It’s not every day that a normal citizen gets to frequent the corridors of power on Capitol Hill, so when the opportunity arose to do so for a cause I’m passionate about, I leapt at it.
Climate change has been the focus of my political energy ever since I started researching it in depth for a science fiction novel I’m writing. The trouble was, everything I tried to put in this supposedly futuristic book — mass migration, regional conflict, food shortages, unbearable heat — was happening already and much faster than even the climate scientists had predicted. It became clear that I’d need to take my climate concern out of the realm of fiction and deal with it in reality, as soon as possible.
I looked for ways to become active and did my fair share of marching against coal refineries and tar sands. These efforts are essential for sparking grassroots efforts for change. I wanted to make a bigger dent in the issue, however, time is clearly running out. So when I heard about Citizens Climate Lobby (CCL) through my connections on Twitter, I signed right up.
CCL takes the issue right to the principal decision makers — the United States Congress. At a conference in July, 174 CCL members from 60 chapters around the U.S. and Canada converged on Washington to make the case for fee-and-dividend legislation that would price carbon according to the damage it’s doing to our environment, our health and our climate. The fee would be attached to carbon at its source, be it coal, oil, gas — all fossil fuels — which would reflect the external costs these commodities have on the larger society. The funds collected would be returned to the American people in the form of a rebate or “dividend” check each year.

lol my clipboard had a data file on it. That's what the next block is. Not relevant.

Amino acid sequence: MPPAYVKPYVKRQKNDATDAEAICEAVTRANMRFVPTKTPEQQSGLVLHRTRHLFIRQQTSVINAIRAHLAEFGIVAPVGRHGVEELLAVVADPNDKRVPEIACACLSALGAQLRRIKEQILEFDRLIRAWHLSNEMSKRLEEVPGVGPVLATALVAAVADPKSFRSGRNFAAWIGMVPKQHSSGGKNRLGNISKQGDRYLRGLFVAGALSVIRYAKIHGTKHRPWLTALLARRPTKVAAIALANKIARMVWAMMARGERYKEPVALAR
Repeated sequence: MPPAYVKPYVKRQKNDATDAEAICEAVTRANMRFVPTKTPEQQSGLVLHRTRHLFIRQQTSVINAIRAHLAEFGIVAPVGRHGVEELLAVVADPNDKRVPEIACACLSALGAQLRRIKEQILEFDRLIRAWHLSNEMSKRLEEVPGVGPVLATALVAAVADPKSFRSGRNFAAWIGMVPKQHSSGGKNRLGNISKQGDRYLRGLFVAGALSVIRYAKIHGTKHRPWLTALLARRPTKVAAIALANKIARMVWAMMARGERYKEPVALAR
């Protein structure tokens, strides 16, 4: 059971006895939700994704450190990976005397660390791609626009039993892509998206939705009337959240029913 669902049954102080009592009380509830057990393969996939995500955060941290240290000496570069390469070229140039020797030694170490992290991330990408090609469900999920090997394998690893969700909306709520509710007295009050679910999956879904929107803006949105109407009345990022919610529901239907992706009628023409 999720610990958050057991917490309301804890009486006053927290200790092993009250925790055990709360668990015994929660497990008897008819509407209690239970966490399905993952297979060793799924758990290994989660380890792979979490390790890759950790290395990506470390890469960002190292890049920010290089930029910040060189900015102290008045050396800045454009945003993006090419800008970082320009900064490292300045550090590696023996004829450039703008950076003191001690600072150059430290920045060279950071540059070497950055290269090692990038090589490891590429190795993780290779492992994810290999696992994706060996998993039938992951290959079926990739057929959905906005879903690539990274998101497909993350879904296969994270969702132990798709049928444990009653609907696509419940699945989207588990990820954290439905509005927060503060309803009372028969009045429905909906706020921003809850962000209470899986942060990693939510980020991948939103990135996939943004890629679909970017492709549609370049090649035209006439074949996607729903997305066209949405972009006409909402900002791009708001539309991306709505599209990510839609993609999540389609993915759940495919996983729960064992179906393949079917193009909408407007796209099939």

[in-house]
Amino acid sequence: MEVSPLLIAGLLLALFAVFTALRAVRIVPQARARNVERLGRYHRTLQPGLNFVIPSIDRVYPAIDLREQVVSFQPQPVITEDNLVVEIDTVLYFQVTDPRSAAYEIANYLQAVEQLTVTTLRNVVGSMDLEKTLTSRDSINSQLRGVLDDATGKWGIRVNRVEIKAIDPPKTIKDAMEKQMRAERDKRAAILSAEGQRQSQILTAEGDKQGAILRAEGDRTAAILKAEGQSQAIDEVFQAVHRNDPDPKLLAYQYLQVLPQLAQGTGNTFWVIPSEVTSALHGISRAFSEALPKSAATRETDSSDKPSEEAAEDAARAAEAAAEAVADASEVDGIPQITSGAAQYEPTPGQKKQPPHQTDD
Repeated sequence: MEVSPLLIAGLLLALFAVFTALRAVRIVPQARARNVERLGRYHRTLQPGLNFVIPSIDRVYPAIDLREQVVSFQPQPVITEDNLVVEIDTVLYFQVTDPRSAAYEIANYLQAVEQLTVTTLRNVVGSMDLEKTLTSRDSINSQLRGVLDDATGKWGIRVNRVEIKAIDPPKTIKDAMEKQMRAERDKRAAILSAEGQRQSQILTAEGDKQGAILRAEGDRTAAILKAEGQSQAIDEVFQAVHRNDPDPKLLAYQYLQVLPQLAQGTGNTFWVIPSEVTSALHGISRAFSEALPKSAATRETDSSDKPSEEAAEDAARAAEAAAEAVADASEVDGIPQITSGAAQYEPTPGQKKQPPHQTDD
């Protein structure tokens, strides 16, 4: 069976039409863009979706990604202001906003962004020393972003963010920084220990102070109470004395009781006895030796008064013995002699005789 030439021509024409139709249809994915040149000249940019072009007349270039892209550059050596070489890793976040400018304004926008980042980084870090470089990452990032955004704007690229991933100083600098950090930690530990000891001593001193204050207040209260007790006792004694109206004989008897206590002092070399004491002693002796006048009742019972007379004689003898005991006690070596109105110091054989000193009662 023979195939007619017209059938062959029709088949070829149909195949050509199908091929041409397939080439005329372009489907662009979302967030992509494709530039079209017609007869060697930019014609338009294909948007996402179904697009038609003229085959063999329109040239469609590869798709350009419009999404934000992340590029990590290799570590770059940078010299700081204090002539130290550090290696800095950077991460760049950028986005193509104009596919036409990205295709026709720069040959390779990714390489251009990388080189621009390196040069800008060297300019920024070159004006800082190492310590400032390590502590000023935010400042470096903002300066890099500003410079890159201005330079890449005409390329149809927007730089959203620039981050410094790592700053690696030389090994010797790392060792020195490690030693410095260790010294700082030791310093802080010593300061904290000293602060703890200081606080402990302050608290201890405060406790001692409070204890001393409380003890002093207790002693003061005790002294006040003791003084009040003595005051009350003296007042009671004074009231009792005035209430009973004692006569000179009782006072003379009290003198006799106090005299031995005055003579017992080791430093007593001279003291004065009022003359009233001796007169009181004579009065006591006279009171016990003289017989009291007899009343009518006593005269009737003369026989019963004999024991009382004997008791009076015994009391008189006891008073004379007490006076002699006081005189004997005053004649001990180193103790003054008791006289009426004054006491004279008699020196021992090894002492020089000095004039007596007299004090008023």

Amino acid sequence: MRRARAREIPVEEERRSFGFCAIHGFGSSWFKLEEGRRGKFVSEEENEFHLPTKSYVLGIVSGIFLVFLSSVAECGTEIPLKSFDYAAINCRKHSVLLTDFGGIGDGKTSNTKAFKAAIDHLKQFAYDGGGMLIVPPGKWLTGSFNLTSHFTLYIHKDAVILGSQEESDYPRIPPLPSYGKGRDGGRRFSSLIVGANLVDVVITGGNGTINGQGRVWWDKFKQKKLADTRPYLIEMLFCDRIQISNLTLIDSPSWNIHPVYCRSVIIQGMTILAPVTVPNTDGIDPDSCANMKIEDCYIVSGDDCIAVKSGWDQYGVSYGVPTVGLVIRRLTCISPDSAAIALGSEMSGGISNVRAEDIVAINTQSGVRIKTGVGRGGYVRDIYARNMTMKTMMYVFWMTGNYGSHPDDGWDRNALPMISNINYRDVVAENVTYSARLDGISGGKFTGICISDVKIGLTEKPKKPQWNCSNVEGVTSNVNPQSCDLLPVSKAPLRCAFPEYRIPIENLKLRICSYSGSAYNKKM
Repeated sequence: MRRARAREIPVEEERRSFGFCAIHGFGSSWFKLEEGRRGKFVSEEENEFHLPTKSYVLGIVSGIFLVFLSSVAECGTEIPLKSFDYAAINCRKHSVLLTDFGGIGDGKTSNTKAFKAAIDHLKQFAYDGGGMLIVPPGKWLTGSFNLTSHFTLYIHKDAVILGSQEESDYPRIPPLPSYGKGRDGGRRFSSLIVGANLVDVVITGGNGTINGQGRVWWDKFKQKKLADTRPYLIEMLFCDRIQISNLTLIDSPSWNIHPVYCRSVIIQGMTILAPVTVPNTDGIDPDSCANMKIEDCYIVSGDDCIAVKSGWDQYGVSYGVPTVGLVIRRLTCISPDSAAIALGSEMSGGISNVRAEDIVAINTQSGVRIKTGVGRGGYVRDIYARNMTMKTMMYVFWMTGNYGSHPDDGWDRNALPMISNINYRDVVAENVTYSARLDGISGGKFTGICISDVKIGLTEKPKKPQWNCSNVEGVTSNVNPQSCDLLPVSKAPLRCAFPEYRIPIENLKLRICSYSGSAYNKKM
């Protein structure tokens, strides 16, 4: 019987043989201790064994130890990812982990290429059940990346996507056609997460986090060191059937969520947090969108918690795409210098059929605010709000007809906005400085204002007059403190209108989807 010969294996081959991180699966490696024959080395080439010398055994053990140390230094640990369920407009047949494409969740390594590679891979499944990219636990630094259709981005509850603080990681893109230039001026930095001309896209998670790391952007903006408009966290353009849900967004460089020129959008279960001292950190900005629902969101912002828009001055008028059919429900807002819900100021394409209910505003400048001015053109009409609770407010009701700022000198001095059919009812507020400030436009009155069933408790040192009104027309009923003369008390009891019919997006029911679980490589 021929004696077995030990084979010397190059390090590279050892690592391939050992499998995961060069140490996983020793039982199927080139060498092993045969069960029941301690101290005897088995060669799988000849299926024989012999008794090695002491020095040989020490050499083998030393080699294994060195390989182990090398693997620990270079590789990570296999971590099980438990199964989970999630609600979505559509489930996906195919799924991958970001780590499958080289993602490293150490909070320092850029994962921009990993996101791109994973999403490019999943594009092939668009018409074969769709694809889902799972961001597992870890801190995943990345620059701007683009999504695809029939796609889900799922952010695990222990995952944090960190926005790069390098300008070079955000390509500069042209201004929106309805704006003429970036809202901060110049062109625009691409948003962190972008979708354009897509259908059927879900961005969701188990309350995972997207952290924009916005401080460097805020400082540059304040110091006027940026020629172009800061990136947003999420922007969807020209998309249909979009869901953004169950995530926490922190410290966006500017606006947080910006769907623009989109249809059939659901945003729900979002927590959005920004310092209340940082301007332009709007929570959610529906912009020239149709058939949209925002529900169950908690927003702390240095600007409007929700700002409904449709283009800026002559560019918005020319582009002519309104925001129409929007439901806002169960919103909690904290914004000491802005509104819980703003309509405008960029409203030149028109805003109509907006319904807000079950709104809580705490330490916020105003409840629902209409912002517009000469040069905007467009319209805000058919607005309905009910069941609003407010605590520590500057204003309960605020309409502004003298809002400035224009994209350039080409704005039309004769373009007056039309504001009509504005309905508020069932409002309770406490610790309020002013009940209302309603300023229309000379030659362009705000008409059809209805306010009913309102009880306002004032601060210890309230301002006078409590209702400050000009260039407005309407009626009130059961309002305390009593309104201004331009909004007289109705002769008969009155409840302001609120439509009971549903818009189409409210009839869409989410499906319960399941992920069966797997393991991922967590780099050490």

This program has the approval of top economists, both Republican and Democrat, as a way to let the marketplace decide which kind of energy is the most cost-effective. If carbon producers have to bear the costs of the damage that carbon does, renewables such as solar and wind would become increasingly attractive and investment money would flow in that direction.
My meetings on the Hill taught me a great deal. Fellow CCL volunteers and I had over 300 meetings in all, and we left information about our legislation with every senator and representative in Congress. Both the Republicans and Democrats I met with showed deep concern for doing the right thing. True, there were widely different perspectives on what the right thing is, but we found that if we listened and addressed the stated concerns without finger pointing, we could have a thoughtful conversation and, at times, a surprising meeting of minds. (Voters need to be sure, though, to keep strong proponents of climate responsibility in office, such as Congressman Henry Waxman, a long-time champion on this issue.)